Conservationist Attacked Again In Sea of Cortez Despite Presence Of Mexican Authorities
For the third time this year, conservationist group Sea Shepherd was confronted by fishermen in small boats inside the refuge area for the nearly extinct vaquita marina porpoise.
The activist crew removes illegal fishing nets poachers use to catch a large fish called the totoaba, which is highly valuable on the black market in China. But the nets also trap and drown the little vaquita.
Most recent estimates suggest there are only about 10 vaquitas left. And Wednesday, the Mexican news organization Reforma released a video of fishermen attempting to disentangle what appeared to be dead vaquita from an illegal net. However, there have been no confirmed vaquita deaths so far this year.
On Tuesday, several Mexican authorities, including two Mexican Navy vessels and environmental officials, accompanied the Sea Shepherd crew as they were patrolling for illegal nets in the vaquita's refuge. But J.P. Geoffroy of Sea Shepherd said that didn’t stop poachers’ aggression.
“We know that these people (are) criminals, and they have zero respect for authorities," he said. "These are not just normal fishermen."
According to a news release from the Mexican environmental protection agency PROFEPA, at least 20 small skiffs surrounded Sea Shepherd and Mexican Naval ships, and suspected poachers threw rocks, lead weights and at least one Molotov cocktail.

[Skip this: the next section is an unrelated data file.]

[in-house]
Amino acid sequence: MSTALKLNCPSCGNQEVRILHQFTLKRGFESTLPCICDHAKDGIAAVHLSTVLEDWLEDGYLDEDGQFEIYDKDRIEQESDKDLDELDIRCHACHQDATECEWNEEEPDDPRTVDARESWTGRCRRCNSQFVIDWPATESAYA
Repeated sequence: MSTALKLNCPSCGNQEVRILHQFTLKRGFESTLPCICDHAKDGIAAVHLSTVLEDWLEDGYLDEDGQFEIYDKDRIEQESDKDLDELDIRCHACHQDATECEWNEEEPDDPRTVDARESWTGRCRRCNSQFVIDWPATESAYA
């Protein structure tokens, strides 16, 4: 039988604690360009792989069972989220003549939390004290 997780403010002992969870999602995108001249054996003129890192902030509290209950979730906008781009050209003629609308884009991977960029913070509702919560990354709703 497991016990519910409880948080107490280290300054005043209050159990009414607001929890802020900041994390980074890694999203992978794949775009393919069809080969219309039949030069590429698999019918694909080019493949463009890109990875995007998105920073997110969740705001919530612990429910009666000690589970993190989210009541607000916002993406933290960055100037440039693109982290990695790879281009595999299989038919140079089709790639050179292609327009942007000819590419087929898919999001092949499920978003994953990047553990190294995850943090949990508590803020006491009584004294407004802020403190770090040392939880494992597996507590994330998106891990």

"The Navy saw them and made a warning shot," Geoffroy said. "They stopped after that."
But he said little can be done to stop poachers while the boats are out on the water. Especially now, during the high totoaba poaching season in the vaquita refuge, when there are often dozens of boats in the protected area, outnumbering authorities.
Geoffroy said the Mexican government has been increasing its presence in the upper part of the Sea of Cortez in recent months, including on Sea Shepherd's vessels. But protecting the vaquita isn't just a matter of cracking down on poachers, he said. Mexican authorities also need to address social and economic issues in communities near the vaquita’s habitat.
"It's really complicated," he said. "But we're just going to keep doing our job. And that's protecting the vaquita."
Also this week, the U.S. government expanded a seafood ban meant to protect the vaquita marina.
The U.S. National Marine Fisheries Serviced announced Wednesday that imports of Mexican shrimp and other seafood caught in the vaqutia's habitat would be banned, putting pressure on the Mexican government to stop the use of gillnets in the uppermost part of the Sea of Cortez.
“This is exactly how the law protecting marine mammals is supposed to work: if Mexico’s fisheries kill vaquita at a rate that violates U.S. standards, the U.S. must ban imports," Zak Smith, senior attorney at the Natural Resources Defense Council (NRDC) was quoted as saying in a news release from the Center for Biological Diversity. “Mexico has no choice but to eliminate the destructive fishing taking place in the northern Gulf of California that is driving the vaquita to extinction. It’s the only hope the vaquita has for survival, and it is required if Mexico wants to resume exporting these products to the United States.”
The embargo Wednesday expands a 2018 court order — which banned shrimp, chano sierra and curvine seafood imports from Mexico caught with gillnets in the vaquita's habitat - to include almost all seafood caught in the northernmost part of the Sea of Cortez.